‘Fetish for Freedom’: Roger Stone’s bodyguard charged in capitol riots
A New York tattoo artist and member of the far-right militia group the Oath Keepers who provided protection to disgraced Trump adviser Roger Stone the day of the sacking of the U.S. Capitol was arrested Saturday by the FBI for allegedly taking part in the Jan. 6 insurrection. Roberto Minuta, 36, was taken into custody at a business in Newburgh, New York, NBC New York first reported. The New Jersey resident faces several charges, including tampering with documents or proceedings, for going to D.C. “equipped with military-style attire and gear, including apparel emblazoned with a crest related to the Oath Keepers,” and then storming the Capitol, according to a criminal complaint.
“Minuta and others affiliated with the Oath Keepers breached the U.S. Capitol grounds, where Minuta aggressively berated and taunted U.S. Capitol police officers responsible for protecting the Capitol and the representatives inside of the Capitol,” the complaint states. “Minuta then attacked the U.S. Capitol and obstructed Congressional proceedings with other attackers on January 6, 2021.”
Minuta was also spotted by ABC News providing security for Stone the day of the Capitol riot. Asked for comment, Minuta’s wife told the outlet that her husband hadn’t entered the Capitol building and had not been charged with a crime. He is among dozens of Oath Keepers who have since been arrested for participating in the siege, including several who allegedly planning for at least two months to storm the Capitol after the 2020 election.
During a Monday court hearing, a New York federal judge ordered Minuta’s release, stating that he is not charged with a violent crime and prosecutors failed to prove he was a danger to society. Prosecutors, who had argued for his detention, said Minuta has “a fetish for freedom” that might mean he won’t obey pre-trial conditions of release.
“Why am I being targeted here? Why aren’t you going after BLM and antifa?” he told federal agents when he was arrested, according to prosecutors.
Minuta owns and operates a tattoo parlor in Newburgh called Casa Di Dolore—“House of Pain” in Italian—which made headlines in May 2020 for reopening in defiance of state lockdown orders. A crowd of supporters gathered outside Minuta’s shop the day he reopened, including a number of Oath Keepers and the group’s founder, Stewart Rhodes, who traveled to Newburgh from Texas to be there.
“Robert will be urging other NY small business owners to follow his example in a mass defiance of Cuomo’s edicts,” Rhodes wrote in a “call to action” on the Oath Keepers’ website prior to the event, asking others to be there. “You should know that Robert drove 350 miles all the way down to Richmond, VA on January 20, 2020 to stand with us and our Virginia brothers at the massive, historic open carry rally to put the Virginia tyrant, Governor Ralph ‘Blackface’ Northam on notice that We the People will NOT comply with his unconstitutional violations of our rights.”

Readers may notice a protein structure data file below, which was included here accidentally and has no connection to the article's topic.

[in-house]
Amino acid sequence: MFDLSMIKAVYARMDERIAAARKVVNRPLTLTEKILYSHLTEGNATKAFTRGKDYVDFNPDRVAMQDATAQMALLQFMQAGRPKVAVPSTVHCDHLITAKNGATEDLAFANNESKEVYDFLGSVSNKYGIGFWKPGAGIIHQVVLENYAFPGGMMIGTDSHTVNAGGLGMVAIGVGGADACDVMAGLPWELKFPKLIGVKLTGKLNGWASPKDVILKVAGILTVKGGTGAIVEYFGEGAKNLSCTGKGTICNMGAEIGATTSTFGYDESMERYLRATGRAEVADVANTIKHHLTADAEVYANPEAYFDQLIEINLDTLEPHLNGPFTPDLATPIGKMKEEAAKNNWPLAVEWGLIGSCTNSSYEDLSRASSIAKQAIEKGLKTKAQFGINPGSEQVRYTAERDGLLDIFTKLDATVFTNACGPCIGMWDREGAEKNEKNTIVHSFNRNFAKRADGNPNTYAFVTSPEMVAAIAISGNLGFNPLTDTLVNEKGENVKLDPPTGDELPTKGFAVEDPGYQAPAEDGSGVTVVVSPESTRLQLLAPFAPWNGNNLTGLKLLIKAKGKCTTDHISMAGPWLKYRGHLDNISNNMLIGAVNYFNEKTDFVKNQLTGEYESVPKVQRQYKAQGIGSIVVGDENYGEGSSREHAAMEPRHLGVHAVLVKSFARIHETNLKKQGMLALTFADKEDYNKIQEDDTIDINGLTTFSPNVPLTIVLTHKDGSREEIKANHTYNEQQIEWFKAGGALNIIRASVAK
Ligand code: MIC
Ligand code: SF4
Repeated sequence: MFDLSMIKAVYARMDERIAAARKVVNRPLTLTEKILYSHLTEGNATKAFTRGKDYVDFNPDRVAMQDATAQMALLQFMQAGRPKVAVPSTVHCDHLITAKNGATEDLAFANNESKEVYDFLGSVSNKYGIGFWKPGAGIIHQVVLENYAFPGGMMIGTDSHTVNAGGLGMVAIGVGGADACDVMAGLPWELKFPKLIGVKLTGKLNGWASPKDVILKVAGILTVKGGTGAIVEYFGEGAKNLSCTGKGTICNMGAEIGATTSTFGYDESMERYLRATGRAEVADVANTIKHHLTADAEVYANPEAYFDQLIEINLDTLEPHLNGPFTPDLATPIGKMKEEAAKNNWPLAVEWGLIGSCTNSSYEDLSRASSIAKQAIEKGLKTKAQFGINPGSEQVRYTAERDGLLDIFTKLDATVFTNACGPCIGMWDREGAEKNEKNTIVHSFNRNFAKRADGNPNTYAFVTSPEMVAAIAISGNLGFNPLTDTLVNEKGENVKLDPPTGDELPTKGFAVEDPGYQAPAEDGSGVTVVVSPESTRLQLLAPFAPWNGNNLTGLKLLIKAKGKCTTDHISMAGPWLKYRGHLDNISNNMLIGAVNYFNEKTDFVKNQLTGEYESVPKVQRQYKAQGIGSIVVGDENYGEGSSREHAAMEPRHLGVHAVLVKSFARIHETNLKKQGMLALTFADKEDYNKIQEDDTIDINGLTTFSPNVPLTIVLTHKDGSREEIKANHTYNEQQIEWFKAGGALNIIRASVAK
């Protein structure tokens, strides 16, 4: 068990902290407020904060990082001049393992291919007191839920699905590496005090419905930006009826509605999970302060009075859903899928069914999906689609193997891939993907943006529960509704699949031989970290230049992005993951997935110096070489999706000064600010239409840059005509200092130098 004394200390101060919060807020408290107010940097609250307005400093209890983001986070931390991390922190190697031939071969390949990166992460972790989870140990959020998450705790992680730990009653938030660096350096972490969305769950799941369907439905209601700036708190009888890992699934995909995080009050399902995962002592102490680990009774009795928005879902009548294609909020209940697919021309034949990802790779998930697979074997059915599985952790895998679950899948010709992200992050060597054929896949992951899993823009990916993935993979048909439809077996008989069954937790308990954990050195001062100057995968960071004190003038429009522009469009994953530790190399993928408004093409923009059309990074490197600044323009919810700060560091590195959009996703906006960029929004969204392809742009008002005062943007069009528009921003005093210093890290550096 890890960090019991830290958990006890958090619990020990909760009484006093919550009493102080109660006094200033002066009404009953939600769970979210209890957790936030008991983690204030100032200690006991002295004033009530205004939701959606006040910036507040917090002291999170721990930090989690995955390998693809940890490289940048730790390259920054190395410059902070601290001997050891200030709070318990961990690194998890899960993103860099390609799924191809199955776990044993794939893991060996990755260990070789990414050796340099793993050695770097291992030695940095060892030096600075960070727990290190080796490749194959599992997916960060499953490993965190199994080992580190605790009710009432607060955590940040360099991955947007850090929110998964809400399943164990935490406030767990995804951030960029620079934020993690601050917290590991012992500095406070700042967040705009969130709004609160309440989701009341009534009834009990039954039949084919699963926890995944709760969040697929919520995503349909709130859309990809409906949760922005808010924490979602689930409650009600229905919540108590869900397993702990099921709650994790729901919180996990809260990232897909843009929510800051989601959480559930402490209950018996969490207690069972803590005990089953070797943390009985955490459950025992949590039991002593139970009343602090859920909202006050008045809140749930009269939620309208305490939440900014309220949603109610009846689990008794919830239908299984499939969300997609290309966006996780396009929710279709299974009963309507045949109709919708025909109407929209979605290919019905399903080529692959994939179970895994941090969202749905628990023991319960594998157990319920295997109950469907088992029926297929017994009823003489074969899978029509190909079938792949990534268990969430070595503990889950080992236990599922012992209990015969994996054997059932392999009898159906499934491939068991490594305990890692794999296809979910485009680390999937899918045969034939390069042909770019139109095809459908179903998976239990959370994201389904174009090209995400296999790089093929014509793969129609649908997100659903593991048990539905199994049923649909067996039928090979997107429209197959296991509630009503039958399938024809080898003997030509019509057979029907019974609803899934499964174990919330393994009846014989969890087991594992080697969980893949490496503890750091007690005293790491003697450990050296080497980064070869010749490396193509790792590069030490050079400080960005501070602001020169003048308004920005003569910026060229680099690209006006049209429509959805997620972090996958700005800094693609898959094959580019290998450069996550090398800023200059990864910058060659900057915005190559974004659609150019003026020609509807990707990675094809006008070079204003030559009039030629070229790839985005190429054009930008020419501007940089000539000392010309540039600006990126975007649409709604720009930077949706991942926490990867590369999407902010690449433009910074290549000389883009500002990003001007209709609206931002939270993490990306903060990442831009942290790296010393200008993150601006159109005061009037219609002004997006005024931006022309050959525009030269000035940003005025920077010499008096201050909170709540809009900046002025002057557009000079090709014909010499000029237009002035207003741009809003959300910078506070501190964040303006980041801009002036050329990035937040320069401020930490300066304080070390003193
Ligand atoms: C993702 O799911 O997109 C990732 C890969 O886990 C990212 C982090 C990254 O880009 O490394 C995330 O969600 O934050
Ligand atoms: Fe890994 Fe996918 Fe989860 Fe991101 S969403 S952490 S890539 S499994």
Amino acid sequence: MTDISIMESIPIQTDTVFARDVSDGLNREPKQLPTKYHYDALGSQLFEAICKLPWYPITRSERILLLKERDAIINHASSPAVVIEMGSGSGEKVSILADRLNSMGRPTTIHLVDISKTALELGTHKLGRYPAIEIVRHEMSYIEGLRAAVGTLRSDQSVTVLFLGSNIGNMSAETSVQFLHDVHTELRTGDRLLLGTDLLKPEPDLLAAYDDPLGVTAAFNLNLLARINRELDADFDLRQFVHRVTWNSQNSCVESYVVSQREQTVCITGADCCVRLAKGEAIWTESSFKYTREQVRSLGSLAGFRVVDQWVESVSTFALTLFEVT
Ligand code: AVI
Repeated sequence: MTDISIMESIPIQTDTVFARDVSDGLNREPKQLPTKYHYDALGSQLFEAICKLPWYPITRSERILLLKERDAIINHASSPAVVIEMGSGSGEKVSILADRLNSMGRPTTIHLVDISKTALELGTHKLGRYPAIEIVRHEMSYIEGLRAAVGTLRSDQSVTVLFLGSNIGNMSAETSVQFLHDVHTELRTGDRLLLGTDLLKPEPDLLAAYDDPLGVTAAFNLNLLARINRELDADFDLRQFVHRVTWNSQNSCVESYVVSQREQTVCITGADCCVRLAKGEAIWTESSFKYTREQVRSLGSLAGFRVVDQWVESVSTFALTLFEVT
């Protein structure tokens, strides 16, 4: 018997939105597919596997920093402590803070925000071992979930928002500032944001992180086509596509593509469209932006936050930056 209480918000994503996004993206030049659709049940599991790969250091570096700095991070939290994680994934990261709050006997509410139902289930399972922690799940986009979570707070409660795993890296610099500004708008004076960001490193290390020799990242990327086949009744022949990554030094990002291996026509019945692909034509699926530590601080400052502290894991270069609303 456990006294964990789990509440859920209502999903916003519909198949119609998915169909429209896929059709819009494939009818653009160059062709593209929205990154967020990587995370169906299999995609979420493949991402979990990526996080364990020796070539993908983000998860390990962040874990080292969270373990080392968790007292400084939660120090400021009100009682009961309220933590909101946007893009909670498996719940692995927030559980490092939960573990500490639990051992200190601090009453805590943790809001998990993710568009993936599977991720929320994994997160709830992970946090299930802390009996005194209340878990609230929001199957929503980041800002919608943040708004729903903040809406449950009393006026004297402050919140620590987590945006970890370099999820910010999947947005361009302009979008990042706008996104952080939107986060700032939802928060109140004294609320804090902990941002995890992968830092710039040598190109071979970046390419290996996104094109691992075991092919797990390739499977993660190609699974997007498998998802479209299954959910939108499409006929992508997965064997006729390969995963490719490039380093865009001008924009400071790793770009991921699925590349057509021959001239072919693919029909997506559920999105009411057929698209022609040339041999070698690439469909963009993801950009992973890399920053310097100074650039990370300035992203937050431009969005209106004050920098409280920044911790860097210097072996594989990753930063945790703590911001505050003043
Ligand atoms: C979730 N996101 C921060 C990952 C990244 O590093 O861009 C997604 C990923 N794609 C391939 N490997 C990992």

The complaint states that later that month, on May 30, Minuta was seen in a video standing inside his shop wearing an Oath Keeper shirt.
As The Daily Beast previously reported, Minuta has also worked security for other Trumpworld figures such as former Trump National Security Adviser Mike Flynn and far-right conspiracy theorist Alex Jones at so-called Stop the Steal rallies in the aftermath of the 2020 election. Minuta was identified by Citizen Lab researcher John Scott-Railton and a group of volunteers calling themselves the “Capitol Terrorists Exposers” who were the first to note Minuta’s connection to Flynn. In an interview with The Daily Beast, Scott-Railton described the relationships between organized groups such as the Oath Keepers and high-ranking members of Trump’s inner circle as “troubling.” Although Flynn did not respond to a request for comment, his brother Joseph said neither he nor his brother knew Minuta.
After driving from New Jersey to D.C. the day before the siege, Minuta was seen in photographs with Oath Keepers congregating near the Capitol. The complaint states that on the day he stormed the Capitol, Minuta was armed with “hard-knuckle tactical gloves, ballistic goggles, a radio with an earpiece, and possibly bear spray.” Volunteer researchers dubbed him “Goggles” for the protective eyewear he wore in footage posted online.
“We don’t care about your jobs!” he yelled at cops guarding the building.
Video footage of the insurrection shows Minuta harassing officers along with other rioters before exiting a damaged Capitol door. “Specifically, Minuta yells at an officer, among other things, ‘All that’s left is the Second Amendment!’ while holding up two fingers, apparently referencing the right to keep and bear firearms,” the complaint states.
After the riots, prosecutors state Minuta deleted his 13-year-old Facebook account in what appeared to be an attempt to hide that he went to the riots.
Federal authorities also over the weekend arrested Isaac Steve Sturgeon, 32, for allegedly using a metal police barrier to push into officers—before crawling under the barricade to breach the Capitol on Jan. 6.
Sturgeon, who owns a lawn care business in Dillon, Montana, was arrested Saturday afternoon at JFK Airport in New York City on several charges, including obstruction of justice, for participating in the siege. Sturgeon was deported after authorities issued a warrant for his arrest.